Wednesday, 14 December 2011

Habeas Corpus

The Court of Appeal - Lord Neuberger MR, Maurice Kay and Sullivan LJJ - 14th December 2011

The writ of habeas corpus (see BBC) has, for centuries, been available as a remedy against unlawful detention.  The case of Yunus Rahmatullah v Secretary of State for Foreign and Commonwealth Affairs and Secretary of State for Defence [2011] EWCA Civ 1540  illustrates the use of the writ to seek the return to the United Kingdom of a prisoner held, unlawfully, at Bagram, Afghanistan.  See also Reprieve. and also the comments by solicitors Leigh Day & Co.  who indicate that -

"The application was strongly resisted by the UK government, which argued that Mr Rahmatullah was no longer in its control and that it was improper of the Court to interfere with its relationship with the US authorities."

"This judgment affirms that our client remains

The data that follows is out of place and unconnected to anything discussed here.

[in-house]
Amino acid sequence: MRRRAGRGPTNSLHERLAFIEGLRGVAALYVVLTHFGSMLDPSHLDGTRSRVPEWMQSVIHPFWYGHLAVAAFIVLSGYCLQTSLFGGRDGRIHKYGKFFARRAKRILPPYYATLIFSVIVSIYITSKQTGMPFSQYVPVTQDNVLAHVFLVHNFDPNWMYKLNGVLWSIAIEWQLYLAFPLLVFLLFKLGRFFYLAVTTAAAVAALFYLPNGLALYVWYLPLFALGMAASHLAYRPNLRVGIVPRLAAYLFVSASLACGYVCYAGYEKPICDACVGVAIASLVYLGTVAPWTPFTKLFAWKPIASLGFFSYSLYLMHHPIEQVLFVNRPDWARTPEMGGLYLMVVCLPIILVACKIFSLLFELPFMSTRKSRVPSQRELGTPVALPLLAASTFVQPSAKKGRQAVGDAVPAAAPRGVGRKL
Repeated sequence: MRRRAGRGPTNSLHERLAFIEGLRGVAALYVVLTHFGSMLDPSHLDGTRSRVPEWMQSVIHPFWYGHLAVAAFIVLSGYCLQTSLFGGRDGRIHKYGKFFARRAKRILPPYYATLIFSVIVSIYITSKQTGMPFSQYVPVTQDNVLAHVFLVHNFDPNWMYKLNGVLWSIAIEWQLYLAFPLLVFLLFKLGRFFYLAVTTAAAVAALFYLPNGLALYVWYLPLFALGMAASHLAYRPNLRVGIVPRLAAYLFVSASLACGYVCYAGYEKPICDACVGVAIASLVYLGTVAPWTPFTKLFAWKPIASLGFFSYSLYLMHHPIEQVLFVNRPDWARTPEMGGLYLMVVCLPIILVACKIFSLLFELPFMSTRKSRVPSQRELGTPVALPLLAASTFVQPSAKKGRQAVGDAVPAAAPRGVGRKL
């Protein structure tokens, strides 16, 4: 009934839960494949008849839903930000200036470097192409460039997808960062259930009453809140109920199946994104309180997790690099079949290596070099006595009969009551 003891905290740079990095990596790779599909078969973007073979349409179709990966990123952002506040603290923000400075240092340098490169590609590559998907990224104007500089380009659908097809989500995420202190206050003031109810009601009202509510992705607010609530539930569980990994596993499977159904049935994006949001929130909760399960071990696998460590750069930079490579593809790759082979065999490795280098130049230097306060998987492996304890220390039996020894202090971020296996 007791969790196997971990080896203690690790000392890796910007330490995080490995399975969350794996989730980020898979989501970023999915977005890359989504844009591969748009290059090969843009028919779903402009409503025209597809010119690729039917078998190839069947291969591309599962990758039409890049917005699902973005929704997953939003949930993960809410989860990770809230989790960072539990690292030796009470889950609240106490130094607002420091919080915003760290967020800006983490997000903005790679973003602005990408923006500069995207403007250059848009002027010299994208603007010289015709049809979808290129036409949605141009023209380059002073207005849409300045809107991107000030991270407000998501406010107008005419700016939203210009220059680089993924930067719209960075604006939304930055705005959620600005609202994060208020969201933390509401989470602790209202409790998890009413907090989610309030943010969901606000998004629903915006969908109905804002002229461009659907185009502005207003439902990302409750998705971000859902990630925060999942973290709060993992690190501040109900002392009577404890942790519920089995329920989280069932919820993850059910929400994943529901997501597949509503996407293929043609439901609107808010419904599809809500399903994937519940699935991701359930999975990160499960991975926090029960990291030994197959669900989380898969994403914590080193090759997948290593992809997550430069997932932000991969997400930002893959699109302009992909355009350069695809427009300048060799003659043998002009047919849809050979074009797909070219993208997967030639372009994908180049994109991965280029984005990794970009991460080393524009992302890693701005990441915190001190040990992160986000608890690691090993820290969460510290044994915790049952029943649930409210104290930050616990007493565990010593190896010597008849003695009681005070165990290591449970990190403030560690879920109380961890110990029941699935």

the responsibility of the UK under international law.  The Government must now accept its responsibilities and seek the return of Mr Rahmatullah from US detention, under the terms of its agreements with the United States, and present him to the UK Court and secure his release from detention."

Yet again, concern at the possible American reaction appears to permeate government decision-making.  Such concern informs aspects of the government's recent green paper on Justice and Security.

In modern times, the use of the writ is relatively rare.  The jurist Albert Venn Dicey  considered that habeas corpus was "for practical purposes worth a hundred constitutional articles guaranteeing individual liberty"

Throughout the history of habeas corpus, there have been occasions when governments have suspended its use: arguably at times when it was most needed.  This has occurred in England (e.g. 1745) and also in the USA where both Presidents Lincoln and Bush obtained the suspension of the remedy.  In the USA, as recently as 2008, there was the case of Boumediene v Bush.  Furthermore, issues continue in the USA to this day.

A very useful analysis of Habeas Corpus is that of Gordon Nardell QC (39 Essex Street)- "Habeas Corpus: A human rights lawyer's perspective."

Addendum 16th December:   Clive Stafford-Smith writing in The Guardian - " Yunus Rahmatullah: left in a Bragram black hole by US internecine politics" - 15th December.

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